And please, don't tell us that other people before us have done it. We will not accept that. When politicians are thrown out of office, it is because the people want those succeeding them to change the way the country is run. So we will not listen to anybody taking us back to Tejan Kabbah and James Jonah. We are now NINE years into De Pa's reign.

For those who like football, how would it feel, if the referee of the match that handed the English Premiership trophy to Leicester was seen in Leicester city center celebrating with their players and fans after the Tottenham - Chelsea match? Surely, his career would end in disgrace.

So back to our original question: When an Electoral Commission who conducts an election ends up being appointed a minister by those who emerge as winners how does that feel?

This is a topic we shall be returning to in subsequent editions. We are off to Rome now to see Pope Francis. We need all the prayers we can get to remain strong  in asking such crucial questions on behalf of our people. There's temptation everywhere these days as good people fall one after the other leaving Emerson alone standing. How long before he too went down? Welcome to Sierra Leone.


So Mr. Nasser Ayoub, how was it with those THREE THOUSAND BROOMS of yours. We are talking about your cleaning exercise on the day before independence. Did it go well sir? Did it happen at all?

You see, we've been going around the main streets of Freetown to see how fresh the place is after your effort but, to be honest we are very disappointed.

We will not drill too much into what you did or was supposed to do, all we have here are a few issues to raise.

1. Was it really a good idea to talk about those THREE THOUSAND brooms to clean dirty Freetown?

2. Was this one of those publicity stunts that Nasser Ayoub rides on from time to time?

3. Aare all those brooms under one roof now? Where are they please?

4. We haven't read anything about you THREE THOUSAND brooms in any paper. The media ignored you, right?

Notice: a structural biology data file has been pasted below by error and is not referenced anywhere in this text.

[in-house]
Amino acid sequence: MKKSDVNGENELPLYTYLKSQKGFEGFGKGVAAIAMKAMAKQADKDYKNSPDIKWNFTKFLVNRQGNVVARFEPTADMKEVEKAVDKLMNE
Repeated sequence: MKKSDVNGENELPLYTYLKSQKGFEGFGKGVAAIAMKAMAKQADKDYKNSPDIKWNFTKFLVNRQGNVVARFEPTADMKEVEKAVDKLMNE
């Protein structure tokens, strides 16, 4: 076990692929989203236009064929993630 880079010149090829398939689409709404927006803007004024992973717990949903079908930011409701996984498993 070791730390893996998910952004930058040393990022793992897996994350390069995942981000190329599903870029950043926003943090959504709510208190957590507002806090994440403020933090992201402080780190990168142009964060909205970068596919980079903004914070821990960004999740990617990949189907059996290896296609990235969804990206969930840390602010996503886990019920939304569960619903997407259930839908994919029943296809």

5. Please don't mind us. We are only doing what normal newspapers do.


The graveyards in Freetown are full. Very full. This tells us two things: too many people are dying in this part of the country or this pattern of removing the bones of people to bury others has run its course. We have to find a  new and dignified way of disposing of the dead bodies of our people.

We have heard stories of bodies that are not properly decomposed being removed to bury others. That speaks of a very desperate situation in the cemeteries. The Freetown City Council has to speak out right now.

We have also complained about the presence of criminal living among the dead in our cemeteries. They call themselves friends of the dead but they are the ones stealing from our dead relatives. Why has the FCC not tried to find out why a group of people would leave them homes to set themselves up in a cemetery? How do they survive?

Can we just add this? We have been told, we can't yet confirm this that some Sierra Leonean movie producers are using human skulls illegally obtained from graveyards in certain scenes. When we can conclusively prove this we will make it public but we now serve that we are investigating a particular movie group that recently did some work in the Newton area just outside Freetown.

As long as people have vowed not to all the dead to rest, we will also not allow them to rest one bit.

(C) Politico 04/05/16